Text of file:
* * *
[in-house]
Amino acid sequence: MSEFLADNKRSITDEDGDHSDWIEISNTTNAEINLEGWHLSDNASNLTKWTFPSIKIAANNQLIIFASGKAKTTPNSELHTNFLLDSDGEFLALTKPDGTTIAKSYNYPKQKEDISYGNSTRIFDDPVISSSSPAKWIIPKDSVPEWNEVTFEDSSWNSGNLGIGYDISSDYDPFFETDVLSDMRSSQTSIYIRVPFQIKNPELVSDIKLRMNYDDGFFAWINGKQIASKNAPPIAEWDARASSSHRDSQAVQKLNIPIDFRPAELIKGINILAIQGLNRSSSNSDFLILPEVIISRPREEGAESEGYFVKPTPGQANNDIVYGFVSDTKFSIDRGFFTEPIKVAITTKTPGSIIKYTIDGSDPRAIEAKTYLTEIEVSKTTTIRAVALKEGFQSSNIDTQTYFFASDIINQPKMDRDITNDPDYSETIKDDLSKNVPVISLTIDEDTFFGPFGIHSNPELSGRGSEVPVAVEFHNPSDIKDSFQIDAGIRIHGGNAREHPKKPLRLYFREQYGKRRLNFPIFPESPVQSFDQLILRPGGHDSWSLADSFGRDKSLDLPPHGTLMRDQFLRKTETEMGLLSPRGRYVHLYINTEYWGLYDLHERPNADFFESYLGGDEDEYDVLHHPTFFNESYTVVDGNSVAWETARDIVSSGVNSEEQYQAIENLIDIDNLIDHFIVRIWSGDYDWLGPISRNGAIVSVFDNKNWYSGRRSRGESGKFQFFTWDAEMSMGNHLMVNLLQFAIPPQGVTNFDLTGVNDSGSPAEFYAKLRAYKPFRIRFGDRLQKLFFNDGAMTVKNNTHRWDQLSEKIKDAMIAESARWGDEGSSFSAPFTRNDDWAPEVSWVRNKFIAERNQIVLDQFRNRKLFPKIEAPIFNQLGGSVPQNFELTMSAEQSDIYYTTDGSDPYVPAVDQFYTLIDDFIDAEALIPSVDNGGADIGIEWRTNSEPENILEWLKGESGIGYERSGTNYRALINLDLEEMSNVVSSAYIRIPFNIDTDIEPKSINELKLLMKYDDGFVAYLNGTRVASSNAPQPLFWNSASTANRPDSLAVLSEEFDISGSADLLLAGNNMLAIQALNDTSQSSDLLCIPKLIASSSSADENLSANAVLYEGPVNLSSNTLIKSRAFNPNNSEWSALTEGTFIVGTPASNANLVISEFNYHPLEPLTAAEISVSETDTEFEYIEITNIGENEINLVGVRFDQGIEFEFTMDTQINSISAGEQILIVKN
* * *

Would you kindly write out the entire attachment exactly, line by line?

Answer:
[in-house]
Amino acid sequence: MSEFLADNKRSITDEDGDHSDWIEISNTTNAEINLEGWHLSDNASNLTKWTFPSIKIAANNQLIIFASGKAKTTPNSELHTNFLLDSDGEFLALTKPDGTTIAKSYNYPKQKEDISYGNSTRIFDDPVISSSSPAKWIIPKDSVPEWNEVTFEDSSWNSGNLGIGYDISSDYDPFFETDVLSDMRSSQTSIYIRVPFQIKNPELVSDIKLRMNYDDGFFAWINGKQIASKNAPPIAEWDARASSSHRDSQAVQKLNIPIDFRPAELIKGINILAIQGLNRSSSNSDFLILPEVIISRPREEGAESEGYFVKPTPGQANNDIVYGFVSDTKFSIDRGFFTEPIKVAITTKTPGSIIKYTIDGSDPRAIEAKTYLTEIEVSKTTTIRAVALKEGFQSSNIDTQTYFFASDIINQPKMDRDITNDPDYSETIKDDLSKNVPVISLTIDEDTFFGPFGIHSNPELSGRGSEVPVAVEFHNPSDIKDSFQIDAGIRIHGGNAREHPKKPLRLYFREQYGKRRLNFPIFPESPVQSFDQLILRPGGHDSWSLADSFGRDKSLDLPPHGTLMRDQFLRKTETEMGLLSPRGRYVHLYINTEYWGLYDLHERPNADFFESYLGGDEDEYDVLHHPTFFNESYTVVDGNSVAWETARDIVSSGVNSEEQYQAIENLIDIDNLIDHFIVRIWSGDYDWLGPISRNGAIVSVFDNKNWYSGRRSRGESGKFQFFTWDAEMSMGNHLMVNLLQFAIPPQGVTNFDLTGVNDSGSPAEFYAKLRAYKPFRIRFGDRLQKLFFNDGAMTVKNNTHRWDQLSEKIKDAMIAESARWGDEGSSFSAPFTRNDDWAPEVSWVRNKFIAERNQIVLDQFRNRKLFPKIEAPIFNQLGGSVPQNFELTMSAEQSDIYYTTDGSDPYVPAVDQFYTLIDDFIDAEALIPSVDNGGADIGIEWRTNSEPENILEWLKGESGIGYERSGTNYRALINLDLEEMSNVVSSAYIRIPFNIDTDIEPKSINELKLLMKYDDGFVAYLNGTRVASSNAPQPLFWNSASTANRPDSLAVLSEEFDISGSADLLLAGNNMLAIQALNDTSQSSDLLCIPKLIASSSSADENLSANAVLYEGPVNLSSNTLIKSRAFNPNNSEWSALTEGTFIVGTPASNANLVISEFNYHPLEPLTAAEISVSETDTEFEYIEITNIGENEINLVGVRFDQGIEFEFTMDTQINSISAGEQILIVKN